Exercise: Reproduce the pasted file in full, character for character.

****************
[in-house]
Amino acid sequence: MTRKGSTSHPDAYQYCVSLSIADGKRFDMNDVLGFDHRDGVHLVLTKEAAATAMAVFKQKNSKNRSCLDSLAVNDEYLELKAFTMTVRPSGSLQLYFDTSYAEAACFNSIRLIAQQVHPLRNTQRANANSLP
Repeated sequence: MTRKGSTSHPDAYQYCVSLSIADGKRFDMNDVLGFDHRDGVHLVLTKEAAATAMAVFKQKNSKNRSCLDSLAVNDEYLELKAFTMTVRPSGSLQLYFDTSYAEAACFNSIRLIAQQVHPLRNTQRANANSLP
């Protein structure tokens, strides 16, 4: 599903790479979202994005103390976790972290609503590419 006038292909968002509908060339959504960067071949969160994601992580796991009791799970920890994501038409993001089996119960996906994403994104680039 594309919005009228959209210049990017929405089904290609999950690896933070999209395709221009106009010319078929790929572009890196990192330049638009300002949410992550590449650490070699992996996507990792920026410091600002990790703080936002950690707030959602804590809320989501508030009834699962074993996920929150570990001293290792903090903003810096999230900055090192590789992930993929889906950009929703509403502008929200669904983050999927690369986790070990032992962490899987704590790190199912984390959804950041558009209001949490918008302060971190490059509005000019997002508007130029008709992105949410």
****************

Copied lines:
[in-house]
Amino acid sequence: MTRKGSTSHPDAYQYCVSLSIADGKRFDMNDVLGFDHRDGVHLVLTKEAAATAMAVFKQKNSKNRSCLDSLAVNDEYLELKAFTMTVRPSGSLQLYFDTSYAEAACFNSIRLIAQQVHPLRNTQRANANSLP
Repeated sequence: MTRKGSTSHPDAYQYCVSLSIADGKRFDMNDVLGFDHRDGVHLVLTKEAAATAMAVFKQKNSKNRSCLDSLAVNDEYLELKAFTMTVRPSGSLQLYFDTSYAEAACFNSIRLIAQQVHPLRNTQRANANSLP
């Protein structure tokens, strides 16, 4: 599903790479979202994005103390976790972290609503590419 006038292909968002509908060339959504960067071949969160994601992580796991009791799970920890994501038409993001089996119960996906994403994104680039 594309919005009228959209210049990017929405089904290609999950690896933070999209395709221009106009010319078929790929572009890196990192330049638009300002949410992550590449650490070699992996996507990792920026410091600002990790703080936002950690707030959602804590809320989501508030009834699962074993996920929150570990001293290792903090903003810096999230900055090192590789992930993929889906950009929703509403502008929200669904983050999927690369986790070990032992962490899987704590790190199912984390959804950041558009209001949490918008302060971190490059509005000019997002508007130029008709992105949410």